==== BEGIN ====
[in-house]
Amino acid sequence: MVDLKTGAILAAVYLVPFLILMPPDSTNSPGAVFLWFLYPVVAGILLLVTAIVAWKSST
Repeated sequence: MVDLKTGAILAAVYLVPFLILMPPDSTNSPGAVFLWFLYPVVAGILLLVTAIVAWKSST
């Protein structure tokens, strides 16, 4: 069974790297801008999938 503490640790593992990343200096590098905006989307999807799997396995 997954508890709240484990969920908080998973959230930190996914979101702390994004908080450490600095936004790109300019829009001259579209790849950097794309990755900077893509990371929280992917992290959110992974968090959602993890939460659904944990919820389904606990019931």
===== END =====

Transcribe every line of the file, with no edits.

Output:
[in-house]
Amino acid sequence: MVDLKTGAILAAVYLVPFLILMPPDSTNSPGAVFLWFLYPVVAGILLLVTAIVAWKSST
Repeated sequence: MVDLKTGAILAAVYLVPFLILMPPDSTNSPGAVFLWFLYPVVAGILLLVTAIVAWKSST
């Protein structure tokens, strides 16, 4: 069974790297801008999938 503490640790593992990343200096590098905006989307999807799997396995 997954508890709240484990969920908080998973959230930190996914979101702390994004908080450490600095936004790109300019829009001259579209790849950097794309990755900077893509990371929280992917992290959110992974968090959602993890939460659904944990919820389904606990019931």